|Elder Care Hiring, Background Checks, & Criminal Records|
According to current legislation, anyone convicted of a violent offense or certain non-violent offenses, forgery and theft-related offenses for example, is banned for life from working with the elderly. This includes anyone seeking work in a nursing home, an adult day care facility, or as a home health care worker.
At least in Pennsylvania, this is about to change.
Ex-Offenders No Longer Automatically Banned from Working with Our Elderly “Tweet This”
A Pennsylvania court has recently ruled that the lifetime ban is both unconstitutional and unenforceable.
The resulting legislation overturns the Older Adult Protective Services Act that prohibited ex-offenders guilty of any one of a long list of crimes from ever working with the elderly. This ban was in force no matter how long ago the offense occurred and whether or not it directly related to the job.
Instead, the court’s decision now follows the EEOC (Equal Employment Opportunity Commission) recommendations concerning criminal history and employment. Employers hiring for any kind of elderly care services will no longer be able to immediately exclude an applicant based on their criminal history.
In the court’s view, the lifetime ban was in direct conflict with EEOC guidelines. They also believed that the ban continued to perpetuate disparate impact in hiring when criminal history is used as a way to deny employment.
As a basis for their decision, the court also cited examples of individuals unfairly impacted by the lifetime ban. Stories included people convicted of a single offense, some as far back as the age of 18, who are continuing to be penalized, despite having committed no further criminal offenses.
Despite this change, protecting our elderly still needs to be our ultimate goal ~ and the court agreed. However, they believe that this can be accomplished without the lifetime employment ban.
This is where Individualized Assessments come in.
These assessments will help employers evaluate the risk of hiring an ex-offender and help them make an informed decision. As an employer in the elderly care field, you will now need to take into consideration the nature of the offense, the time that has passed since the offense, and whether the offense directly relates to the job being filled.
Individualized Assessments “keep a strong balance between the rights of Your Company to hire safe and qualified employees, and the chance for ex-offenders to gain employment”.
You can find out more about Individual Assessments (what they are and how you can use them) here!
With caveats, I believe removing the lifetime ban for those working with our elderly is a good idea. In many cases, especially where the applicant is a one-time offender, hiring them in these fields will not put our elderly at increased risk.
Eliminating the ban will also open up the applicant pool for employers in these industries. Many of these jobs can be low paying, and attracting the number of workers needed to keep up with the demand is difficult. Having access to more potential employees can help alleviate this strain.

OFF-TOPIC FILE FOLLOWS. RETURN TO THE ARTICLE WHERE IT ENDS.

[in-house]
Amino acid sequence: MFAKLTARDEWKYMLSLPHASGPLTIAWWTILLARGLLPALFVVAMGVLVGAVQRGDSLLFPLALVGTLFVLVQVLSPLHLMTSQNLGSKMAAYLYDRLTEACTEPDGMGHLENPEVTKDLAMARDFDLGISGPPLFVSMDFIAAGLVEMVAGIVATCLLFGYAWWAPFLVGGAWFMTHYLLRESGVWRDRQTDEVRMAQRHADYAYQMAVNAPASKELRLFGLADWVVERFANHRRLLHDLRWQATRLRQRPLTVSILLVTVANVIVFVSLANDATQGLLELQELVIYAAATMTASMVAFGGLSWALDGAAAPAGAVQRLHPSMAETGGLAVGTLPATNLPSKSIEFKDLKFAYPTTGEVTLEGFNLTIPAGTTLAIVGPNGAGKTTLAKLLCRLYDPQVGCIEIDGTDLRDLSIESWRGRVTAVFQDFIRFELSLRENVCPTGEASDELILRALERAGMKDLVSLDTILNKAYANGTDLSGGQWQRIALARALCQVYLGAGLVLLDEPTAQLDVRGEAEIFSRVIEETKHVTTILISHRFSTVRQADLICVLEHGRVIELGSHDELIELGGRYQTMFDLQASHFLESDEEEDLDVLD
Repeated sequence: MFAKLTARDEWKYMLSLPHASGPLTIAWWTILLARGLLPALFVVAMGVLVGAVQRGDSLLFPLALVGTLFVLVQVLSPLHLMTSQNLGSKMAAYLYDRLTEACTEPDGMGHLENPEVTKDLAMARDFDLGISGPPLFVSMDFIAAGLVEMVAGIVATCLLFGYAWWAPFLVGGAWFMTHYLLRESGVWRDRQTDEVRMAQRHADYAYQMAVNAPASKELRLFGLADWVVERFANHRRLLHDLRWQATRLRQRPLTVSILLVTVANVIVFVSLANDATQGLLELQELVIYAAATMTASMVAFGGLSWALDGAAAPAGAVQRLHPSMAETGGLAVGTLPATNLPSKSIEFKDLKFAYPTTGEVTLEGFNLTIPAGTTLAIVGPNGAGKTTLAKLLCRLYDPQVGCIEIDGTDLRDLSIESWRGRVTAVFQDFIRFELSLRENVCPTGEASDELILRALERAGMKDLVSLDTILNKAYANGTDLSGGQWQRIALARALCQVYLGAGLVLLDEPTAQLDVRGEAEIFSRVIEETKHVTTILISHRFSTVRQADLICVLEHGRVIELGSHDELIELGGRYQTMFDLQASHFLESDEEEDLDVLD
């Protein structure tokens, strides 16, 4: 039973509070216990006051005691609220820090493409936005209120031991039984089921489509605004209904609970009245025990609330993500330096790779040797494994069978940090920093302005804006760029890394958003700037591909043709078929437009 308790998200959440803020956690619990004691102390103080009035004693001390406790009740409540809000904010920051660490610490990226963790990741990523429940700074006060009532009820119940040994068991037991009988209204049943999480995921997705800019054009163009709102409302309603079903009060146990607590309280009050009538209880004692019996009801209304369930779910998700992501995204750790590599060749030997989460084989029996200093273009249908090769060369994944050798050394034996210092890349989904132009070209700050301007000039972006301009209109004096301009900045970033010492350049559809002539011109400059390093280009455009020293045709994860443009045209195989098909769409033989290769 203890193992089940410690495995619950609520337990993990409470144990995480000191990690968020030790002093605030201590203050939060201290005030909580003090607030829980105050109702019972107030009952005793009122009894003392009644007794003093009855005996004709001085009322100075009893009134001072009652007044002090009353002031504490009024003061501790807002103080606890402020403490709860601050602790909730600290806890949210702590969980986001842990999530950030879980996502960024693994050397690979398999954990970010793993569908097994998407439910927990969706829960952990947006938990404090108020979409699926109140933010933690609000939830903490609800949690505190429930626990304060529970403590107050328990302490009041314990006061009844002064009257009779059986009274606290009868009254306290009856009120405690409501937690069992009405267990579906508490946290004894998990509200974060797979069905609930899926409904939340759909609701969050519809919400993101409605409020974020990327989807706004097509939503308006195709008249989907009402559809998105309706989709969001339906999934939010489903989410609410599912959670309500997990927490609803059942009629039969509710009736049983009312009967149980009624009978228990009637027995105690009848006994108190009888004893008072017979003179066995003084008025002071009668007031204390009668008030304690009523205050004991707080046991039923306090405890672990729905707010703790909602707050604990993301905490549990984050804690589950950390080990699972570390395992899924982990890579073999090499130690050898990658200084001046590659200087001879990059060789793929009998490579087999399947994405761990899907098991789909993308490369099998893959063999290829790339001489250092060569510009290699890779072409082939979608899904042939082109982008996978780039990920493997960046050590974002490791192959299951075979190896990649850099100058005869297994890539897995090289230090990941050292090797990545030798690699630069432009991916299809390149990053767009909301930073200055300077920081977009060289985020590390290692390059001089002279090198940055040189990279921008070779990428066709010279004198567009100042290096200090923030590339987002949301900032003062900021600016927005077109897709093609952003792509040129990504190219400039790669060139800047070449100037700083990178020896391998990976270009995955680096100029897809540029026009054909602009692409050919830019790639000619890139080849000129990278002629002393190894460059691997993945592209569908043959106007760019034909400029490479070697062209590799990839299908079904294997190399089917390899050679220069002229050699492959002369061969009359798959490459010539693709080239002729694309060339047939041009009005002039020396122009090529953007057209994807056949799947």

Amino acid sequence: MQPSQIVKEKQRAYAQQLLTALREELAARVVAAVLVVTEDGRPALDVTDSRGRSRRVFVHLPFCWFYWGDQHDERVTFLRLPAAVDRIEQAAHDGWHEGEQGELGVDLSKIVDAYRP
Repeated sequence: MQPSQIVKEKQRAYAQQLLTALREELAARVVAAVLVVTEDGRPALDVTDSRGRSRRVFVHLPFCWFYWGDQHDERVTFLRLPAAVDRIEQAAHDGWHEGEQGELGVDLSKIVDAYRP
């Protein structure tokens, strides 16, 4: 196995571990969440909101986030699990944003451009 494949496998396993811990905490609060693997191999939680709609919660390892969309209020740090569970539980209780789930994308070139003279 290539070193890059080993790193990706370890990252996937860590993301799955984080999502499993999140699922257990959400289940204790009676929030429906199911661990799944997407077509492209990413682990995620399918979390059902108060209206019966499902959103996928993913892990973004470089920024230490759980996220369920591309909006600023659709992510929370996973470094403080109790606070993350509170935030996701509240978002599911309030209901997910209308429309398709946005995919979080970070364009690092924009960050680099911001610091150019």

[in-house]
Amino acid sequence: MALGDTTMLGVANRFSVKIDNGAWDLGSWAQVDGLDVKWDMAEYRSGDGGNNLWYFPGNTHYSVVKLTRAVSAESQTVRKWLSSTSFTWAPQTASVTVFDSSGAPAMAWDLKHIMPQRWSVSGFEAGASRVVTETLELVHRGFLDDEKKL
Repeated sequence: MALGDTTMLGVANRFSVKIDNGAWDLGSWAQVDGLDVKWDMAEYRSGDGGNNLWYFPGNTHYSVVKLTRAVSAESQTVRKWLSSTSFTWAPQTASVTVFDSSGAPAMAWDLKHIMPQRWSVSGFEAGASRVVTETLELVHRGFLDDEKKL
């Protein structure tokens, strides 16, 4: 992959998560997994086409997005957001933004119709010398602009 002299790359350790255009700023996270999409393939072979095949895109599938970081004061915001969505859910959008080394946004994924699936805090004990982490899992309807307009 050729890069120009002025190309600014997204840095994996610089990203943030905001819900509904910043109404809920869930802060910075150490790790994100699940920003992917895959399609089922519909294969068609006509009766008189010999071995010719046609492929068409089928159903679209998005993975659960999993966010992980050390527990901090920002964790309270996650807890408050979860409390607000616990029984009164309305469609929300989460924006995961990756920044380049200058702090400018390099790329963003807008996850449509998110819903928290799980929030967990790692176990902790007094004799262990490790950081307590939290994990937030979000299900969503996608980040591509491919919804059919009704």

However, that does not mean that all applicants with a criminal past should be hired. Those guilty of certain offenses should continue to be excluded. For example, anyone convicted of elderly or child abuse, violent felonies, or drug trafficking should be hired with great caution, or not at all. But banning anyone guilty of the lesser crimes that currently keep them from this type of job is unnecessary.
What You Need to Do Now….
Make sure Your Hiring Practices are EEOC/FCRA Compliant
~ Obtain a Signed Release from All Your Applicants.
~ Inform your Applicants of their Rights - copy of report
~ Notify Your Applicants in Writing of any Adverse Action
~ Give Your Applicants a Chance to Mitigate Your Findings
Use Individualized Assessments Wisely
~ Do Not Automatically Disqualify an Applicant with a Criminal History
~ Consider any Applicant with a Criminal History on a Case by Case basis
Be Aware of the Risks for not Following these Guidelines
~ Open Yourself to Charges of Discrimination and Disparate Impact
~ Recognize the Costs of Litigation
Discover how to Keep Your Business out of the EEOC Radar here!
Implementing these steps will help you continue to hire safely and with compliance.
Knowledge Equals Power.
Remember, as an employer, you are entitled to know the criminal past of your employees. This knowledge helps you determine whether it is safe to hire them and also help you assess your employee’s work.
But having a criminal record shouldn’t immediately mean an automatic lifetime ban from this type of job. Taking the time to look at your applicants as individuals, and not only as the product of their criminal past, is key.
Something to think about……
This court decision may be only the beginning. Reassessing the ban to exclude any ex-offenders from working with other vulnerable members of our society, mainly children and the mentally or physically disabled, may get notice.
Once again, it is in your best interest for You and Your Small Business to be Proactive.
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